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The Truth About DEET



Many people use commercial insect repellents to protect themselves from the annoyance of insect bites and to help stop the transmission of insect-borne diseases like the West Nile Virus and Lyme disease. Most of these repellents contain an active ingredient known as N, N-Diethyl-meta-toluamide, more commonly referred to as DEET.

In the past few years, DEET has received lots of press coverage about its efficacy as a repellent and the safety of using it. Consumer watch groups have warned against using DEET, experts say it’s considered to be safe and health professionals are split down the middle. So what is the truth about DEET and should you be using it to protect yourself?

How Does DEET work?

DEET was developed by the US Army as a pesticide, and in fact, is very effective at controlling the spread of insects. It was originally believed to block an insect’s olfactory sensor, rendering it incapable of finding humans as the 1-octen-3-ol in human sweat and breath is what enables it to track humans and triggers the biting instinct. However, more recent studies show that DEET is simply a repellent in the most basic sense of the word – mosquitoes and other insects do not like the smell of the chemical.

Applications of DEET generally include topical ointments and lotions, and aerosol sprays to be applied to the skin and clothing. They vary in concentration, with a direct correlation between concentration and length of protection. It is often recommended by disease control agencies to help control the spread of insect-borne pathogens.

The Effects of DEET on Health

On a topical level, DEET can be a skin irritant and those who use very high concentrations of DEET can sometimes have epidermal reactions. However, DEET is also sold as a spray and can be used on clothes instead of directly applying it to the skin.

Like other members of the toluene family, DEET is absorbed through the skin and passes into the bloodstream, where it can travel to the internal organs and be absorbed. It has been found to inhibit acetylcholinesterase, a central nervous system enzyme that plays a part in controlling muscle action, in both insects and mammals. Some studies have shown that people with prolonged exposure to DEET can suffer from insomnia and impaired cognitive function. DEET has also been linked to seizures, including fatal cases, and the media has reported that people have died after ingesting it.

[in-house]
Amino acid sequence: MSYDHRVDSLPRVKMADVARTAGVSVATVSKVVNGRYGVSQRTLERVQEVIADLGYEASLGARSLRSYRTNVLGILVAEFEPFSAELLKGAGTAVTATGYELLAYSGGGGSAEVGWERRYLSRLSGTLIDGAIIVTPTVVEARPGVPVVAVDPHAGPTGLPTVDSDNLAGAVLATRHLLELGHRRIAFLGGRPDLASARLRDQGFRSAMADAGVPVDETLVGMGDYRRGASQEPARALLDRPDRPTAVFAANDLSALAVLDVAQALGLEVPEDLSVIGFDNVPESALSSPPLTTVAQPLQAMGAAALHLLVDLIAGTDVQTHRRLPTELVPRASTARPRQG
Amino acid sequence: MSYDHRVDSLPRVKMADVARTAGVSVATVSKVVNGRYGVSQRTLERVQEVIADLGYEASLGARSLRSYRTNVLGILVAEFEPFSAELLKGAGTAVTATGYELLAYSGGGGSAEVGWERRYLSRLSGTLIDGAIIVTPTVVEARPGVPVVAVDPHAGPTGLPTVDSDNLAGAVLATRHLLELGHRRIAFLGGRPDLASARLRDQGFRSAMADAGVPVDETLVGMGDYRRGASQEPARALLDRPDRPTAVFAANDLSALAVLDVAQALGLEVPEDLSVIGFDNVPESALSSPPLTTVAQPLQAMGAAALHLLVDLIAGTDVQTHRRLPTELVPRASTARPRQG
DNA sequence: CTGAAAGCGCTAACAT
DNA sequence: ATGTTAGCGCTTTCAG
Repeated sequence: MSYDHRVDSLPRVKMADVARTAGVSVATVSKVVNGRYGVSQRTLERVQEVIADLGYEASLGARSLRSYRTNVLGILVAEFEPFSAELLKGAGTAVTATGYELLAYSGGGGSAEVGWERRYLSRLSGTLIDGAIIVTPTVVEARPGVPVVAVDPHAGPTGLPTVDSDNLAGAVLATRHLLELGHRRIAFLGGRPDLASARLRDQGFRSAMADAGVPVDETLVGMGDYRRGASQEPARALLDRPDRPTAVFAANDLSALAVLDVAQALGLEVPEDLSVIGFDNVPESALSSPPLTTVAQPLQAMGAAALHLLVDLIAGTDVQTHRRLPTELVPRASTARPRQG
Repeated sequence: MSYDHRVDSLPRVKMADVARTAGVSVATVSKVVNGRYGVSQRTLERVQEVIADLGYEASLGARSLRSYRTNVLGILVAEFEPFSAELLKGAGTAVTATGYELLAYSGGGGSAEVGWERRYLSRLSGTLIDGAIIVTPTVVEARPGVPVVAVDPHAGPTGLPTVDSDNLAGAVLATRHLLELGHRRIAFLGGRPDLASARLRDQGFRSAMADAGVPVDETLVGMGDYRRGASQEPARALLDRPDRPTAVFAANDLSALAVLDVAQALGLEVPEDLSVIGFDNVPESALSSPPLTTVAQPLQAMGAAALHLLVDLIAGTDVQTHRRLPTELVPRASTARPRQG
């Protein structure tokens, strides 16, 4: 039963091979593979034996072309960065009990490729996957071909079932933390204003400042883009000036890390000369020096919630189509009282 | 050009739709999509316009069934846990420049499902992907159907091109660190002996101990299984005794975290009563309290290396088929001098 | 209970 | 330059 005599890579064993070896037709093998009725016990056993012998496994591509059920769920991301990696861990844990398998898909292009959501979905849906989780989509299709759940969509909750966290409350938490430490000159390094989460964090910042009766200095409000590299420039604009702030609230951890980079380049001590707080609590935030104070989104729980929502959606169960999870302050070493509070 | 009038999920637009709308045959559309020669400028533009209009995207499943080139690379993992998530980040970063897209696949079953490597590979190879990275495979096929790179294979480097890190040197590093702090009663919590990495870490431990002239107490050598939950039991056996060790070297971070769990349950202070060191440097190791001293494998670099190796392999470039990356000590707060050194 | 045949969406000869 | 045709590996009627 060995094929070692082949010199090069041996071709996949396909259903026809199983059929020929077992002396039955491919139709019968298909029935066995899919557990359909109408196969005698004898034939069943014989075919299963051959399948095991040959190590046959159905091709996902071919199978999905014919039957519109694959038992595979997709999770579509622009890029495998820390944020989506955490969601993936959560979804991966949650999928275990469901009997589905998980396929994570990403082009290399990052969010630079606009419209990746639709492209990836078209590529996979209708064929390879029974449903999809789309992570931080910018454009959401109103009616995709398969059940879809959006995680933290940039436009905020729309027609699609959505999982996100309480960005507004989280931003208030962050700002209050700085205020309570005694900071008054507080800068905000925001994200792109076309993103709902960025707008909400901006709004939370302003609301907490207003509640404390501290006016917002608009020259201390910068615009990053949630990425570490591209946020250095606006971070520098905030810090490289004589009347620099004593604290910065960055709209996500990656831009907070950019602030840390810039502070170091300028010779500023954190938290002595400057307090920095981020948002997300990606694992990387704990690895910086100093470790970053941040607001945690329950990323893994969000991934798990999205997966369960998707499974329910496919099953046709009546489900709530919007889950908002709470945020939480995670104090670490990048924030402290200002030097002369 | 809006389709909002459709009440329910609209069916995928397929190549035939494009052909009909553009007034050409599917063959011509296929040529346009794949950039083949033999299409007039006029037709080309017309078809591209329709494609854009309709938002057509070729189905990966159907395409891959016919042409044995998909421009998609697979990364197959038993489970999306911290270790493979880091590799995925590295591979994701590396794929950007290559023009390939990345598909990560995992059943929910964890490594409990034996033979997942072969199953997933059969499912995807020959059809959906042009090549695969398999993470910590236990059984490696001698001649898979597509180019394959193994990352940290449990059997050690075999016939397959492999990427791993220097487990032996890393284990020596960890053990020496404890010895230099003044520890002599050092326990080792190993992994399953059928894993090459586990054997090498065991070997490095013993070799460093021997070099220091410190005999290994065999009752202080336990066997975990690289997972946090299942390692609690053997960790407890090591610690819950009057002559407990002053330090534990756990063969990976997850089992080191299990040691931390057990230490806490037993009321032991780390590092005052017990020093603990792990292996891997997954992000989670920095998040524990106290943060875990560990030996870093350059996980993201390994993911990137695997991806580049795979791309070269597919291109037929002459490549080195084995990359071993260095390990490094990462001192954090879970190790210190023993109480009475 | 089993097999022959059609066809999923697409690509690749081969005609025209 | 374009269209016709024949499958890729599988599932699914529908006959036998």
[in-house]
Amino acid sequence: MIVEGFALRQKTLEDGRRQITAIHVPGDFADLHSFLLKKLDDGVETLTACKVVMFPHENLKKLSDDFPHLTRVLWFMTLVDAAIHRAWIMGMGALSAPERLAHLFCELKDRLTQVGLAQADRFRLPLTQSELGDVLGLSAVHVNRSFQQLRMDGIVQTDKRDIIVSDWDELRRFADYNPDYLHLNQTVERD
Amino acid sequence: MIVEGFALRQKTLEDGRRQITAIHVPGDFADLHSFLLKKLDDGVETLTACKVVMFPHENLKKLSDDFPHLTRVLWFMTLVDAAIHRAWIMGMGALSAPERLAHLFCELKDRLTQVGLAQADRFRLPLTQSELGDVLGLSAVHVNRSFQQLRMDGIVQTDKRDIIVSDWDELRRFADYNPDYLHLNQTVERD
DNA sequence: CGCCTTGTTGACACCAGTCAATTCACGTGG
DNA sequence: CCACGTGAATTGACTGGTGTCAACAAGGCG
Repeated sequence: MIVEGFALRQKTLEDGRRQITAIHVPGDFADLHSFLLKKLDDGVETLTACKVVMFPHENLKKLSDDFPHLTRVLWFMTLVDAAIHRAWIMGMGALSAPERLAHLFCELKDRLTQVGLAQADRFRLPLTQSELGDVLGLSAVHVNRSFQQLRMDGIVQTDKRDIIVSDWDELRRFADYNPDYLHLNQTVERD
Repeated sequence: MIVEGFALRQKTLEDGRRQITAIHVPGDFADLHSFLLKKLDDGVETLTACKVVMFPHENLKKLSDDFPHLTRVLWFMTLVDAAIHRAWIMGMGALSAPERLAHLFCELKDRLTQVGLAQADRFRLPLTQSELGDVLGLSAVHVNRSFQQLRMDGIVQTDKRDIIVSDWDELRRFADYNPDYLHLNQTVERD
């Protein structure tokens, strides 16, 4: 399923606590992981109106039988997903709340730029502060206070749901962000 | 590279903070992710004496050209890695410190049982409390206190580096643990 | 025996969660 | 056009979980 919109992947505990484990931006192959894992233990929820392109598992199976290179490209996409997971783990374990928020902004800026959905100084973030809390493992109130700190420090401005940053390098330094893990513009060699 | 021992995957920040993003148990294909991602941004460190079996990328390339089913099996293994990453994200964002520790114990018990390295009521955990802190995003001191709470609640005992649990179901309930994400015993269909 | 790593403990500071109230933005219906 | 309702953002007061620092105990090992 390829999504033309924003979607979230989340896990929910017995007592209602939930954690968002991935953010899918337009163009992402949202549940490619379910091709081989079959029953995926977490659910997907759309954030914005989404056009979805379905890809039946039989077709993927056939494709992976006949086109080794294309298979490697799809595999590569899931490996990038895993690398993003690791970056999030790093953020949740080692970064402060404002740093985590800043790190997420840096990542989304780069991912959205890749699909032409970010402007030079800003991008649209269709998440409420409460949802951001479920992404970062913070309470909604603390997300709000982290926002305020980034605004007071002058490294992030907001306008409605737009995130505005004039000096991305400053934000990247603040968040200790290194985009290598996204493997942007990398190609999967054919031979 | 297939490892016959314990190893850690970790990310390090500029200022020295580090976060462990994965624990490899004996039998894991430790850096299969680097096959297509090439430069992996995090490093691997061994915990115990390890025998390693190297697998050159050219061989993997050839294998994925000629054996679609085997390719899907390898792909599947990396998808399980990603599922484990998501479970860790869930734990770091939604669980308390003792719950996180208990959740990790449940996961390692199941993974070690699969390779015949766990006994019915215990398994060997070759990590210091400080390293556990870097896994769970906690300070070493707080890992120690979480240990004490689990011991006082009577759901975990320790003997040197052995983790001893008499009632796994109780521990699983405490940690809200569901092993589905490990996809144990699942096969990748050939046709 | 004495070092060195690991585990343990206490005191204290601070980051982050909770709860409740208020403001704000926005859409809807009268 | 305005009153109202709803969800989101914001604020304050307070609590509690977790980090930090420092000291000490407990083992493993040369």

Is It Safe to Use DEET?

Although DEET does appear to have caused seizures in several people, the US Environmental Protection Agency estimates that the likely seizure rate is about one in 100 million users. Studies by the American Academy of Pediatrics have found that DEET is safe to use on children and adults, but recommends that it not be used on infants less than two years old.

In addition, DEET is extremely effective at preventing insect bites, which are not only irritating but can also transmit serious diseases.

If you do decide to use DEET, it’s best to use the low-concentration versions – 20% will protect you against insect bites and will last 3.5 to 4.5 hours. Spray it onto your clothes rather than your skin to avoid irritation, and wash them between applications. Do not apply to broken skin and try not to have long unbroken periods of sustained usage.